#EducationalSuccess #SchoolModels #EducationalAchievementGap #HeadStart
Economist Eric Hanushek has seen successful school models, and sometimes believes overall educational improvements are possible.
At other times, he worries that educational success simply depends on the individual student.
Maureen Downey, education columnist for The Atlanta Journal-Constitution, discusses how the education gap persists in an April 16, 2019, column.
Hanushek co-authored a recent study that concludes “a stark opportunity gap between America’s haves and have-nots despite nearly a half-century of state and federal attempts to provide poor children with the extra resources to catch up,” Downey quotes the study.
“We have been trying a lot of things to close that achievement gap over time, but these gaps have not changed one whit over the almost half-century in which we are able to track performance,” Downey quotes Hanushek.
Head Start, desegration of schools, mandating services for students with disabilities and more equal funding between rich and poor districts have all been tried, yet there is no real movement, Downey writes.
The study, which analyzed various standardized test scores over the decades, determined that nothing that is really relevant has changed, Downey quotes Paul Peterson, director of Harvard’s Program on Education Policy and Governance and a co-author of the study.
However, rising educational attainment by parents over those decades – a good thing – may be offset by the decline in the quality of teachers, Downey quotes the two experts. More higher-income opportunities for women have much to do with the decline in teacher quality, Downey writes.
This all breaks down to students who grow up in homes in which education is a priority — usually those in which the parents have a lot of education– have a better shot at educational success than those who don’t. That hasn’t changed in 50 years.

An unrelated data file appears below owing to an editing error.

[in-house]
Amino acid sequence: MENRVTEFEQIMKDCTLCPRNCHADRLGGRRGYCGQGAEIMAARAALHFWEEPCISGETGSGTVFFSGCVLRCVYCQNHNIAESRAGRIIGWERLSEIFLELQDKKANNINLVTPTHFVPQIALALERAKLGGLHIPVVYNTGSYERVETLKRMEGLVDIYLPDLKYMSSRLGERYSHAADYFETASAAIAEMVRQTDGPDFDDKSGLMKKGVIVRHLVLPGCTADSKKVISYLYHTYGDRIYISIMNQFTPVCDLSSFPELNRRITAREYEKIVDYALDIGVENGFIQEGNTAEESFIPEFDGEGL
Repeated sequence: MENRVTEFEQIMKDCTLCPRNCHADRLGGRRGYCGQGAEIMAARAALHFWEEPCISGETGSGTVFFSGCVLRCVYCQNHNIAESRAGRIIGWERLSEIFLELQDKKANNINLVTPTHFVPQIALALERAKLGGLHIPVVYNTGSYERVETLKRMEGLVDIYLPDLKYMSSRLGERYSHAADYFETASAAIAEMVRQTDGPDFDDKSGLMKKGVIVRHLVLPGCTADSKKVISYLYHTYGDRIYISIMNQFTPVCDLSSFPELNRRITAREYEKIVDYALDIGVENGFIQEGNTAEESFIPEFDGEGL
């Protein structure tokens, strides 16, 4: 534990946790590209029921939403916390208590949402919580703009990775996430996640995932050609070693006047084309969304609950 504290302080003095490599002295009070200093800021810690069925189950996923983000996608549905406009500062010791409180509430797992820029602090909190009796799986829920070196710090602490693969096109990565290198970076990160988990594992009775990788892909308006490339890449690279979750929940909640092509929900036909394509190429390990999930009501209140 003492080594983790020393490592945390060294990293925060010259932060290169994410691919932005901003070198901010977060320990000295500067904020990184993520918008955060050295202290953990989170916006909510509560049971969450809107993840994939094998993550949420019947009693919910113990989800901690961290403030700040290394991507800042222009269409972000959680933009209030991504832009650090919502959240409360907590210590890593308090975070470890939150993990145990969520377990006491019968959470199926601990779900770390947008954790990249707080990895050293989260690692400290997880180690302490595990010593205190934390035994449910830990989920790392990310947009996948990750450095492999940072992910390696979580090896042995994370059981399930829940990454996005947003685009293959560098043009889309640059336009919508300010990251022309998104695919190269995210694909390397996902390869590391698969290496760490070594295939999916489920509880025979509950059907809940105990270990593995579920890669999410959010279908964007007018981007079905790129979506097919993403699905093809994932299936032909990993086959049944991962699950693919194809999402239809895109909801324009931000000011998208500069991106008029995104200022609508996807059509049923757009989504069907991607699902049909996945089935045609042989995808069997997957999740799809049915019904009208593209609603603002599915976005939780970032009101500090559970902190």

However, that doesn’t mean that students who grow up in poorer, less educated families CAN’T succeed. It may mean that those students need adults who can motivate them and help them make good life choices. These adults need to step up and help these kids.
The schools, after all, can’t do everything.
Also, kids need to be taught that college, and all its expenses, is not for everyone. They have to be taught that being a successful adult may not require a college education.
Certainly, if a motivated student really wants to go to college, he or she will also be motivated to find a way to get there if there are no obvious resources in their backgrounds.
Also, there are ways to earn money – potentially a lot of it – that don’t necessarily require a college education. They simply require a student to think outside the box, and perhaps look at something he or she never thought existed,or even thought they would be suited for.
Many such vehicles and programs exist. To check out one of the best, message me.
To sum it up, students need adults to motivate them. Every teacher may not connect with every student, but for every student, there is undoubtedly an adult who can find what makes that student want to succeed, and provide the time and resources to help that student experience what could be his or her passion.
Relying on schools to do everything for every student is like relying on a government to do everything for every citizen. The students have to look for what will motivate them. They have to learn not to let circumstances define or derail them.
They have to be taught that school may not have everything they need. If the school doesn’t, the students have to look for what they need and adults – parents, mentors, others – have to be willing to work with them.